The Changer and the Changed' turns 30

Jason A. Michael

{ITAL Cris Williamson
'The Changer and The Changed' 30th Anniversary Tour
Saturday, Sept. 23
Hannah Theater in East Lansing}

{ITAL When you open up your life to the living
all things come spilling in on you.
And you're flowing like a river; the changer and the changed.
You've got to spill some over, spill some over, spill some over, over all.}

It's been heralded as one of the best-selling independent releases of all time, but it's much more than merely a sales figure. The groundbreaking album is an ode to the beauty of women, an anthem praising their vibrancy, a celebration of their strength and, at its very core, Cris Williamson's "The Changer and the Changed" is a tribute to their tenderness.
"Nothing that I've ever done has ever been received like that one," said Williamson, who's in the middle of a tour started last year to commemorate the 30th anniversary of "The Changer." "I think Carole King would probably tell you the same is true of Tapestry, though she certainly put all her intellect and fine-tuned songwriting abilities into each and every piece, as did I."
Indeed, the 18 albums she's released since "The Changer" have all been well received. Yet it's easy to imagine that her status as a pioneer would remain intact today had she never released a follow-up, for it's the album, as much as its creator, that's revered as a legend.
"There was something about the reception of it and I, therefore, think it's something else that's at work there, whether it's fate or a kind of magnetic resonance," Williamson explained. "I've likened it many times to a porthole or a portal, most importantly a gateway of sorts, that isn't really totally dependent upon the time in which it was created. It harkens back to the '70s just by its arrangements and the kind of music I think it is, but I'm still able to guess and surmise that even in these days when people discover it for the first time they have a similar reaction."

Creating diamonds

Perhaps it's the echo of the era in which it was recorded, an eerie sound that instantly transports you to the birth of the feminist movement and the newness of women singing for women, that you cannot escape. There's an unmistakable purity that seeps through each melody and lyric.
"They're very sturdy songs. Barbara Higbie calls them diamonds; she says they were obviously created under great stress," Williamson said with a laugh. "That's what diamonds are. It's an odd thing, the pearl and the diamond, it's pressure and irritation."
Williamson admitted that many of the gems on "The Changer" really did come about as a result of great struggle.
"There were some sort of dire circumstances that had forced me outside of my own house," Williamson recalled of the day she wrote "Waterfall," the album's opening track and the song that features the lyric from which the album's title was taken. "So I went outside and sat in the sun, and thought about how life has these currents, the up and down, the pools that are quiet. And as long as I stayed in that water image it took care of me. It's worked that way for a lot of people. It takes cares of them in a certain way. You know, the old adage about the rainy day, that beautiful old classic, 'Here's That Rainy Day.' So it was like a time had arrived when I had to deal with some stuff. But first I just sat in the sun and calmed myself down. I often do that. If I can just sit in the light for a while and let it infuse my whole being, then it nourishes me as well."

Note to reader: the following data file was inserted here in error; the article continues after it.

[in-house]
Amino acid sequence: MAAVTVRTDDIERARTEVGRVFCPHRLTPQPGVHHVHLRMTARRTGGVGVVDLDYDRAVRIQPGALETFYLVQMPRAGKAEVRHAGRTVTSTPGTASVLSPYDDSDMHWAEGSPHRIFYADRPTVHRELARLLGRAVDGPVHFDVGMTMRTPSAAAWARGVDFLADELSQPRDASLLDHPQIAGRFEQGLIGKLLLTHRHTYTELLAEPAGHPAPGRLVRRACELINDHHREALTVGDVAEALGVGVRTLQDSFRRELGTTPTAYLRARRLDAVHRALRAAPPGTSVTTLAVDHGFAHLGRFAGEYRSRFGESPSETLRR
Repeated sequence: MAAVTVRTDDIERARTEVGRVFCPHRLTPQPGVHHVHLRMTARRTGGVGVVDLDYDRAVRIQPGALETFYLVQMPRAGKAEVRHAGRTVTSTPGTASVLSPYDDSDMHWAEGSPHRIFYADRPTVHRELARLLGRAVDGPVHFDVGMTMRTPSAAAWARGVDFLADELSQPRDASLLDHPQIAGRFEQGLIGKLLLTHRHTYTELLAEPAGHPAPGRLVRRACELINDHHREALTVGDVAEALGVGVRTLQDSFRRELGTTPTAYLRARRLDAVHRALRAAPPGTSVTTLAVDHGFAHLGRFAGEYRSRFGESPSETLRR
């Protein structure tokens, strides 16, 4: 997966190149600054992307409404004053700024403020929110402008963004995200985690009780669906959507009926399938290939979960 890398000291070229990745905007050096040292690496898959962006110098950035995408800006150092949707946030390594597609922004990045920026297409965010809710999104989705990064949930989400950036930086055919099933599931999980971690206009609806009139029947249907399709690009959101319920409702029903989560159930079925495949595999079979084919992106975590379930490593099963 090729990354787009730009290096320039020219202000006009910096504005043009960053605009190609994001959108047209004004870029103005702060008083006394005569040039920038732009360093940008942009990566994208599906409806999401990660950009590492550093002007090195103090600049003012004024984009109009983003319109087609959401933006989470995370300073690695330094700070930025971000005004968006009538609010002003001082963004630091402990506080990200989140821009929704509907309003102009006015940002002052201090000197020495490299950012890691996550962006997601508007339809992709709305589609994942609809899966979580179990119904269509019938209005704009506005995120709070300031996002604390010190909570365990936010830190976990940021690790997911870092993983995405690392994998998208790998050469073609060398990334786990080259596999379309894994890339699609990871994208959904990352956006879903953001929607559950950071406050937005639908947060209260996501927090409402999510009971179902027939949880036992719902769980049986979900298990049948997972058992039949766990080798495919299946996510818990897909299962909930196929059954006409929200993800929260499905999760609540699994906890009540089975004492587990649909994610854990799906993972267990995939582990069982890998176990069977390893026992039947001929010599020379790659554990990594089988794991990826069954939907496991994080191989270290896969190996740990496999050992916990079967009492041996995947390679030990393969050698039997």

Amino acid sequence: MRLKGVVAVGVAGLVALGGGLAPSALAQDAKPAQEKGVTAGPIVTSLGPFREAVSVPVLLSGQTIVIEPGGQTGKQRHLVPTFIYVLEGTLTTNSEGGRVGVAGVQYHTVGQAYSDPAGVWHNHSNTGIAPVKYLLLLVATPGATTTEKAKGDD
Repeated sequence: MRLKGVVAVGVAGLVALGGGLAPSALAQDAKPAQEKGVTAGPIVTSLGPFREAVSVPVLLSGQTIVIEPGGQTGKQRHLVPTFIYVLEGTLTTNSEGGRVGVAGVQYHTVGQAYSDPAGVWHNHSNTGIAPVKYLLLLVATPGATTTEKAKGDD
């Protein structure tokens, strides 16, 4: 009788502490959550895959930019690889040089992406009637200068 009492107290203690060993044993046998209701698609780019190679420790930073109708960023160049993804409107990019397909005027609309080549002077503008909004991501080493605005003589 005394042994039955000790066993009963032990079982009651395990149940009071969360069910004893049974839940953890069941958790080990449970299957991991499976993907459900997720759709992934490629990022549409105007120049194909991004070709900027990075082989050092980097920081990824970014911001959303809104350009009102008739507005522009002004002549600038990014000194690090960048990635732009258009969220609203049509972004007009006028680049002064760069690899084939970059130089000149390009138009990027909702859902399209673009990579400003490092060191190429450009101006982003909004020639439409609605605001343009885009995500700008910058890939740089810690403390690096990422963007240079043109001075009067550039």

Voice of a generation

Little did she know at the time that the words she was writing would go on to nourish hundreds of thousands of listeners. "The Changer," one can say without exaggeration, was the voice of a generation that had been longing to be heard for so long. One of the first albums produced, written and arranged for women by women on the newly founded, first-of-its kind women-owned Olivia Records.
"We were so busy making stuff up," Williamson said of the friends who helped her put the album together. In all, she thanked over 50 women on the back of "The Changer" for their contributions. "We shared everything we knew. I knew a little bit about something, and then somebody over there knew a little bit about something. And together, we knew enough. It was adventuresome, really hard work and scary in a lot of ways because we didn't know much of anything. What were we doing? Where are we going? We were aiming for something that hadn't existed yet. It isn't a reality until you get that album. I think they pressed 500 ostensibly and those sold right away, and they were just, 'Oh my God. We've got something.'"

Through the porthole

Something so good, that 30 years later it's still being celebrated. For this tour, Williamson and friends are actually performing the album in its entirety.
"It's risky because people know it," she said. "They know it by heart. So you can't fuck it up in anyway because they know. But they're fairly forgiving, I would say, about that. Still, it keeps me on my toes. And it's good. It's a way for me to reestablish my own relationship with that music and love it all over again."
Williamson invites all to join in the love fest, and reminds that "The Changer" belongs to everyone and no one, that anyone can look through the porthole and take in from the view what they will.
"Everybody's welcome, I always say that," she said. "It's no mistake that women have responded so strongly to this music. But honestly, I write it for everyone, and I'd love for more gay men, in particular, to come. This culture what women have made, especially lesbians, is for them, too."


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